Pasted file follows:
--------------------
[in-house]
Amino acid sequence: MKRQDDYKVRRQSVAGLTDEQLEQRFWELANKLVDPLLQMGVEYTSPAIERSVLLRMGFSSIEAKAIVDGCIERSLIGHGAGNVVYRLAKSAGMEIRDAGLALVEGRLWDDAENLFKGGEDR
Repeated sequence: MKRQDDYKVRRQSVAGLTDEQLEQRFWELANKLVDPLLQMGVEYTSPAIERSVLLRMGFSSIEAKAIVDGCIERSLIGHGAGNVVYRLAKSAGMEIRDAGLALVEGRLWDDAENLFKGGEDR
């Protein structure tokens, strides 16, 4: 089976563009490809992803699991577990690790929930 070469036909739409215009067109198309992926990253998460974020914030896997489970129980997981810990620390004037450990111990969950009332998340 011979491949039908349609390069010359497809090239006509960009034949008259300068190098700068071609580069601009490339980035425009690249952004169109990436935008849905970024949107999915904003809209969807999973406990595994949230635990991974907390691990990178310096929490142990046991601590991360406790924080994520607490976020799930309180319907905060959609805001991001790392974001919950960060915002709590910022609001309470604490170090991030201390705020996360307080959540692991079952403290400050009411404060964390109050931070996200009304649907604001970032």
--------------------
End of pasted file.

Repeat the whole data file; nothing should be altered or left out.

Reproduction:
[in-house]
Amino acid sequence: MKRQDDYKVRRQSVAGLTDEQLEQRFWELANKLVDPLLQMGVEYTSPAIERSVLLRMGFSSIEAKAIVDGCIERSLIGHGAGNVVYRLAKSAGMEIRDAGLALVEGRLWDDAENLFKGGEDR
Repeated sequence: MKRQDDYKVRRQSVAGLTDEQLEQRFWELANKLVDPLLQMGVEYTSPAIERSVLLRMGFSSIEAKAIVDGCIERSLIGHGAGNVVYRLAKSAGMEIRDAGLALVEGRLWDDAENLFKGGEDR
């Protein structure tokens, strides 16, 4: 089976563009490809992803699991577990690790929930 070469036909739409215009067109198309992926990253998460974020914030896997489970129980997981810990620390004037450990111990969950009332998340 011979491949039908349609390069010359497809090239006509960009034949008259300068190098700068071609580069601009490339980035425009690249952004169109990436935008849905970024949107999915904003809209969807999973406990595994949230635990991974907390691990990178310096929490142990046991601590991360406790924080994520607490976020799930309180319907905060959609805001991001790392974001919950960060915002709590910022609001309470604490170090991030201390705020996360307080959540692991079952403290400050009411404060964390109050931070996200009304649907604001970032």